GOP targets Sinema while going all out to block Democratic bill

Senate Republicans say they’re planning to pull out all the stops to deal some pain to Democrats as the majority party gets set to move a sweeping tax reform bill through the chamber and to the House and President Biden.

Republicans are strategizing and laying the groundwork to make things as difficult for Democrats as possible, and they are reaching out to Sen. Kyrsten Sinema (D-Ariz.), who has yet to back the deal.

Democrats are using a special budget process to get around a GOP filibuster, and cannot afford a single defection in their ranks.

“This bill shouldn’t pass and become law. It’s going to cause a lot of pain for the American people,” Sen. John Barrasso (Wyo.), the No. 3 Republican in the upper chamber, told The Hill on Tuesday while hinting at the GOP efforts to slow things down. “I don’t care about what pain it may cause members of the Democratic Party.”

Republican leaders are anticipating filing hundreds of amendments to the measure, known as the Inflation Reduction Act. The amendments will touch on immigration, health care and taxes as the Senate buckles up for a marathon voting session known as a vote-a-rama in the days ahead.

The vote-a-rama is just one of several hurdles that Senate Democrats must clear to use the complex budget reconciliation process to bypass a filibuster.

During the typically lengthy procedure, the minority is permitted to offer amendments to the legislation before leaders bring the measure to the Senate floor for a vote. This will allow Republicans to make last-minute changes to the partisan plan, if any of the amendments are approved. They can also make Democrats take tough political votes.

“The last time we did reconciliation, I think there were over 1,000 amendments filed,” said Sen. Roy Blunt (Mo.), a member of GOP leadership, though he added senators “voted on about 45” during the session. The vote-a-rama could last until well after midnight depending on how late senators begin the voting marathon.

“We’re going to try and walk through the amendment process. Get as many votes on amendments that make it more difficult for Democrats to be for it in the end,” said Sen. John Thune (S.D.), the second-ranking Republican in the Senate.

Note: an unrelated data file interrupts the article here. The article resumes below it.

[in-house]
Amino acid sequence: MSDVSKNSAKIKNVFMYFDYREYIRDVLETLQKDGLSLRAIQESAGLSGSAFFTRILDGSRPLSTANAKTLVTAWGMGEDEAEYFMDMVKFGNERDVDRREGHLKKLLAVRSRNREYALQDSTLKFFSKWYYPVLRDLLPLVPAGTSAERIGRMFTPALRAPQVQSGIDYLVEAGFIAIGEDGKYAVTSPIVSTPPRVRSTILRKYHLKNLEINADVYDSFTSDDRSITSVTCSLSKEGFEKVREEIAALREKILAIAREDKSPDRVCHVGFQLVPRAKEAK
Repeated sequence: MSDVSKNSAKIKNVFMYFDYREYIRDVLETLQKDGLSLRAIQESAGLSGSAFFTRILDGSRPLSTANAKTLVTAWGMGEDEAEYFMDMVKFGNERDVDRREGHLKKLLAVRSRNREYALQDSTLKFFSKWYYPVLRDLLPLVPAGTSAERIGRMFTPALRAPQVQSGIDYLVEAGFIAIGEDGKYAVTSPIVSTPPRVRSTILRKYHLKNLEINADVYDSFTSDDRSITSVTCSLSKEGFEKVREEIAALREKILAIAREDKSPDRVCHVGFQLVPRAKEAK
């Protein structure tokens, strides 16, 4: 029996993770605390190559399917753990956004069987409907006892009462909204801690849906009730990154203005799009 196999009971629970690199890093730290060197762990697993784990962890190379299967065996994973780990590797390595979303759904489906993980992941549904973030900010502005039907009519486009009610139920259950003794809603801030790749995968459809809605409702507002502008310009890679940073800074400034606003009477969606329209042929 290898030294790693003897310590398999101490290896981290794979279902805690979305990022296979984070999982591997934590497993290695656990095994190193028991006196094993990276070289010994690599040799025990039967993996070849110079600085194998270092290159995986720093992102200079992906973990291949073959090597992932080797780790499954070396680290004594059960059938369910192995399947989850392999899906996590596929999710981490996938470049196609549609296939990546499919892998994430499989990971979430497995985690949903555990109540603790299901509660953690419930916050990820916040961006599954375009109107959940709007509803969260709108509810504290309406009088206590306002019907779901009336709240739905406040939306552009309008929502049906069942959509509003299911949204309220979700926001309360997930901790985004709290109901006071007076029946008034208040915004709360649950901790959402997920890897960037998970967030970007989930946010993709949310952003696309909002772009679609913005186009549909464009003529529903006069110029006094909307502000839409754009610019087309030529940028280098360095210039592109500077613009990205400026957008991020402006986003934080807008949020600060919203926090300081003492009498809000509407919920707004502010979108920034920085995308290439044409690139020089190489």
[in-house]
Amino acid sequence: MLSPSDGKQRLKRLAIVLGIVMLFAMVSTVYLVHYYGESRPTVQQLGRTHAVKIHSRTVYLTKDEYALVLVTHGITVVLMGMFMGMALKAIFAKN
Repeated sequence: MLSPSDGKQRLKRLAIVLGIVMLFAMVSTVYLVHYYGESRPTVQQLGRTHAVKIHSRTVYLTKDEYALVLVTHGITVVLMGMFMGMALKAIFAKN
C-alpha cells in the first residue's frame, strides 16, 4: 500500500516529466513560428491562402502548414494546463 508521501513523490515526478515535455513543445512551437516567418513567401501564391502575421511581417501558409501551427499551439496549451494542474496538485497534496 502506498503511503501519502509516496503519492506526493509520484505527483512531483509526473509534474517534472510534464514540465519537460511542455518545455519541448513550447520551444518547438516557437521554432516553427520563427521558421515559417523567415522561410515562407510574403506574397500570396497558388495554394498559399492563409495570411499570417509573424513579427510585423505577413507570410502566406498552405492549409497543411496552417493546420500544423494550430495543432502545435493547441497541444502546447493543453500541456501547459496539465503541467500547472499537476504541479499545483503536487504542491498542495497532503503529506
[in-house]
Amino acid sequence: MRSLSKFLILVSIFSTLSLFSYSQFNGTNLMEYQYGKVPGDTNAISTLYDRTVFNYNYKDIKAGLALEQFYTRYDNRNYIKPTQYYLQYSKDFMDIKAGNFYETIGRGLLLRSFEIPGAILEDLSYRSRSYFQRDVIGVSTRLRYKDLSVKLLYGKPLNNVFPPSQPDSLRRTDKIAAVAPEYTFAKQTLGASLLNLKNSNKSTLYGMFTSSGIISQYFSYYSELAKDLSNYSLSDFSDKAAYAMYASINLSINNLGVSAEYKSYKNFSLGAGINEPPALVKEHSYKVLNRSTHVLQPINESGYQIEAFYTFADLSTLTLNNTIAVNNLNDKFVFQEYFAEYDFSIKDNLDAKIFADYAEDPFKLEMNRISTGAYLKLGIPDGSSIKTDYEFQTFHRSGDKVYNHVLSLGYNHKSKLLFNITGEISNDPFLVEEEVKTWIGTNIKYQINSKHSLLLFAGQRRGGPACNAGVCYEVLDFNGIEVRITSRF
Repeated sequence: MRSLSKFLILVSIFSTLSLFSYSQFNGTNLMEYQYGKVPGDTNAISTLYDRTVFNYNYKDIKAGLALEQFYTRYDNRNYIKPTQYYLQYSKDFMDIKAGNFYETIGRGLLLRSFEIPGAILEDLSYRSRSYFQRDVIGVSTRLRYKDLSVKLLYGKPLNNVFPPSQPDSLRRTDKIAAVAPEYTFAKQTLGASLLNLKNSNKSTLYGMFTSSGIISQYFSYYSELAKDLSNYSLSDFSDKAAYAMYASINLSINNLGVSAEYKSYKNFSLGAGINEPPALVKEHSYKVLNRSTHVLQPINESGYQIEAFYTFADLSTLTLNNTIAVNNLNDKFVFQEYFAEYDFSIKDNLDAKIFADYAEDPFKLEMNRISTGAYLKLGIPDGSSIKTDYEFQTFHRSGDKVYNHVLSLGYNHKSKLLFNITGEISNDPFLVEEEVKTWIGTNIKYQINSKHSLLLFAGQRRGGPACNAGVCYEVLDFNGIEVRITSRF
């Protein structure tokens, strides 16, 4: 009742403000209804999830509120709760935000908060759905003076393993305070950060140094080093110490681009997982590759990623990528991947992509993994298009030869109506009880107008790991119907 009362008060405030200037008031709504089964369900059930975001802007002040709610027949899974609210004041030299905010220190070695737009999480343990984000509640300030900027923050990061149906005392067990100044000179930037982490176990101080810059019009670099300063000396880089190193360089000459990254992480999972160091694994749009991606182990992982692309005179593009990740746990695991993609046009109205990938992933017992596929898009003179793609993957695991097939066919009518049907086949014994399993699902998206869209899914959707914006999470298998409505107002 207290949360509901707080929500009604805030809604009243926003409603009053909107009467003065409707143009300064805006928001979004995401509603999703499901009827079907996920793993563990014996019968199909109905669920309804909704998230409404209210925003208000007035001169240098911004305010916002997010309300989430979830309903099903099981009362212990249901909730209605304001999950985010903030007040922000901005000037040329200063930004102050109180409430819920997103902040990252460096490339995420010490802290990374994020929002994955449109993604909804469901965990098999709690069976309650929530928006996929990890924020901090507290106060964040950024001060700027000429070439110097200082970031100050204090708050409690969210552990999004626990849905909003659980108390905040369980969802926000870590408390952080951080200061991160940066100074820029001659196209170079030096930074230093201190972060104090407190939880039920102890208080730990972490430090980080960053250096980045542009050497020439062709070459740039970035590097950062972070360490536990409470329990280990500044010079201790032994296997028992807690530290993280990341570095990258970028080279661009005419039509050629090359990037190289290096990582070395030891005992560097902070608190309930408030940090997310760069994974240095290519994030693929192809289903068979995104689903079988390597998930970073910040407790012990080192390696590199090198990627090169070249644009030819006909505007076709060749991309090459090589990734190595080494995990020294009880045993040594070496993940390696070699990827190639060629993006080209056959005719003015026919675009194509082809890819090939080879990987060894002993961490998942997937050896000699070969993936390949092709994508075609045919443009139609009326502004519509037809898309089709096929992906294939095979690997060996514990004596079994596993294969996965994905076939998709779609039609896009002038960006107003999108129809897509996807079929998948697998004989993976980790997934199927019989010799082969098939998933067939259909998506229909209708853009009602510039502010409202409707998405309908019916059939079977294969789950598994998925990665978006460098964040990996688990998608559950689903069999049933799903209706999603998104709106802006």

Many Republican senators have kept their cards close about what amendments they plan to introduce, pending any potential changes to the bill that will be made while it undergoes review by the Senate parliamentarian, who decides which parts of the measure comply with budget reconciliation rules.

During the review process, Republicans also have a chance to make objections to parts of the legislation. Leaders are first awaiting figures from the Congressional Budget Office (CBO).

Among the proposals packed into the 700-plus-page bill announced by Democrats last week are provisions imposing a 15 percent minimum tax on corporations with profits exceeding $1 billion, a funding boost for the IRS to beef up hiring and enforcement of tax laws and language aimed at closing the so-called carried interest loophole.

The bill also includes language aimed at lowering drug prices by allowing Medicare to negotiate the cost of some prescription drugs, as well as proposed investments in clean energy.

Democrats say the bill would raise $739 billion in revenue, citing estimates from CBO and the Joint Committee on Taxation. The bill would spend an estimated $433 billion on party-backed priorities in energy security, climate and health care.

Democrats say the bill would help bring down the country’s deficit by $300 billion, and are casting the legislation as an effort to reduce inflation.

But as Democrats plow forward with the plan, Republicans have been on offense, arguing the bill will contribute to higher taxes and add to inflation, as rising prices have surged to the top of voters’ minds in recent months.

“If you look at all the analysis that’s been done, the distributional analysis and everything else shows that this hits a lot of lower-income Americans, contrary to what the Democrats have said,” Thune charged on Monday.

Sen. Shelley Moore Capito (R-W.Va.) said she plans to introduce amendments, adding she’s specifically focused on climate issues that could be “extremely hurtful” to her state.

Sen. Rob Portman (R-Ohio) raised concerns about tax pieces in the plan he said could diminish part of former President Trump’s signature tax law dealing with bonus depreciation for manufacturers.

“A lot of companies have used it as increased investment,” Portman said. “This could go the other way and say you have to depreciate it over a long period of time. So, I’ll probably offer something along those lines if others don’t.”

Democrats say they’re prepared for what Republicans have in store, though there has been some anxiety on their own side of the aisle, as Sinema leaves her colleagues guessing where she stands on tax reform proposals.

Sen. Joe Manchin (D-W.Va.), who helped craft the bill along with Senate Majority Leader Charles Schumer (D-N.Y.), has said he is reaching out to Sinema amid concerns about her support for the overall bill.

But Republicans are pitching her too.

“We’re going to argue to her, and everybody else for that matter, that it’s just that this is a bad time with inflation and a wobbly economy to be raising taxes,” Thune said.